There is widespread concern that gas emissions resulting from the activities of people (e.g. transport, industrial processes, waste emissions and agriculture) have led to increased temperatures worldwide. This has been termed the greenhouse effect, or enhanced greenhouse effect. The gases involved, namely carbon dioxide, methane, nitrous oxide, perfluorocarbons, among others, have been called greenhouse gases.
The National Greenhouse Gas Inventory is a comprehensive database of human induced greenhouse gases emitted from sources and removed by sinks. Vegetation plays an important role in reducing the level of greenhouse gases in the atmosphere, as trees and other plants absorb carbon dioxide from the air. Forests, which build up a store of carbon in trees, shrubs and soil, are considered greenhouse 'sinks'.
An increased sink from the 'Forestry and Other' sub-sector is primarily responsible for the decrease of 1.6 million tonnes of carbon dioxide equivalent in Tasmania's net emissions over this period.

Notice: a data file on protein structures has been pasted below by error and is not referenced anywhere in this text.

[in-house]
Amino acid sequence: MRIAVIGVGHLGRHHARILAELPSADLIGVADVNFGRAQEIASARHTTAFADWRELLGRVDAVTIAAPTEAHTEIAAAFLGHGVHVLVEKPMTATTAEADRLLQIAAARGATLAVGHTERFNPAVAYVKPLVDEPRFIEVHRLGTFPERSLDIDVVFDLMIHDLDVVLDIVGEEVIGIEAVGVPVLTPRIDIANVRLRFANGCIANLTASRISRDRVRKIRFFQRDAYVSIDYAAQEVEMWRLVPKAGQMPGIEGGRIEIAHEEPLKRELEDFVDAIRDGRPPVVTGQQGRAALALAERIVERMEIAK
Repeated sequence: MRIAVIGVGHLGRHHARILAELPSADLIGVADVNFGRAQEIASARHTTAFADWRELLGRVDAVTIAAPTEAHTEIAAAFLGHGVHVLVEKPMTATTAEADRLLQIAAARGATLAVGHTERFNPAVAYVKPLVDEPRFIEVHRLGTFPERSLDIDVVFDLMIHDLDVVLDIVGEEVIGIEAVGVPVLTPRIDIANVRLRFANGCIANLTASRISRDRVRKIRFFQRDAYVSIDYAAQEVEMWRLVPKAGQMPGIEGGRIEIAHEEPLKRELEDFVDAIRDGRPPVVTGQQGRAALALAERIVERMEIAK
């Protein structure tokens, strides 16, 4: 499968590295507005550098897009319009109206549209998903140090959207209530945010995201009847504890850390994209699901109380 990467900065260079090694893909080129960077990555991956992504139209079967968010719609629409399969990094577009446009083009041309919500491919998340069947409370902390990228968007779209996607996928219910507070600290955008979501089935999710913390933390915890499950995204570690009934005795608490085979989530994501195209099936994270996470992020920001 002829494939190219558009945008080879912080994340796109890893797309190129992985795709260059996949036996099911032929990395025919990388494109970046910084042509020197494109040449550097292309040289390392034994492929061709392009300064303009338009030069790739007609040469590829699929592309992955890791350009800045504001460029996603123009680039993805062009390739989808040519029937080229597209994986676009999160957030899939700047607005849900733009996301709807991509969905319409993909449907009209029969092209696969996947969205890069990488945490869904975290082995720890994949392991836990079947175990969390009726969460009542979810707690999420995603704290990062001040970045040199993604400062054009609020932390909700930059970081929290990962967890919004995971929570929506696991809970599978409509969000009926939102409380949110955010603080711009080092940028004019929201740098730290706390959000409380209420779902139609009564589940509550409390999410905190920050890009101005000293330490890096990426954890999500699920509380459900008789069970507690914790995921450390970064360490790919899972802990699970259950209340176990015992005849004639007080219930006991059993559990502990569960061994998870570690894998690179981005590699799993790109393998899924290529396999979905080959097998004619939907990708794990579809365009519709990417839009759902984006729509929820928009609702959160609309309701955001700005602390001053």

Nationally, in 1994-95, some 56% of greenhouse gas emissions were induced (or caused) by goods and services used by households (Energy and Greenhouse Gas Emissions Accounts, Australia 1992-93 to 1997-98 (Cat. no. 4604).
Information about greenhouse gas emissions can be found on the Australian Greenhouse Office web site at http://www.greenhouse.gov.au
Information about the National Greenhouse Strategy (Tasmania) can be found on the Department of Primary Industries, Water and Environment web site at http://www.dpiw.tas.gov.au/inter.nsf/Home/1?Open
GREENHOUSE GAS EMISSIONS, Carbon Dioxide Equivalents(a)(b), Tasmania
|Forestry and other(c)|
- nil or rounded to zero
(a) Emissions totals of greenhouse gases are expressed in terms of carbon dioxide equivalents, calculated by multiplying the emissions of each gas by its global warming potential.
(b) Only greenhouse gas emissions from sources and removals by sinks resulting from human (anthropogenic) activities have been estimated. Natural processes lie outside the scope of the inventory.
(c) Comprises the removal of carbon dioxide from the atmosphere due to forest growth and pasture improvement, and emissions of carbon dioxide and other greenhouse gases due to forest harvesting and prescribed burning and wildfires. Figures are net figures (gross emissions minus gross removals).
Source: Australian Greenhouse Office, Australia’s State and Territory Greenhouse Gas Inventory 1990 and 1995.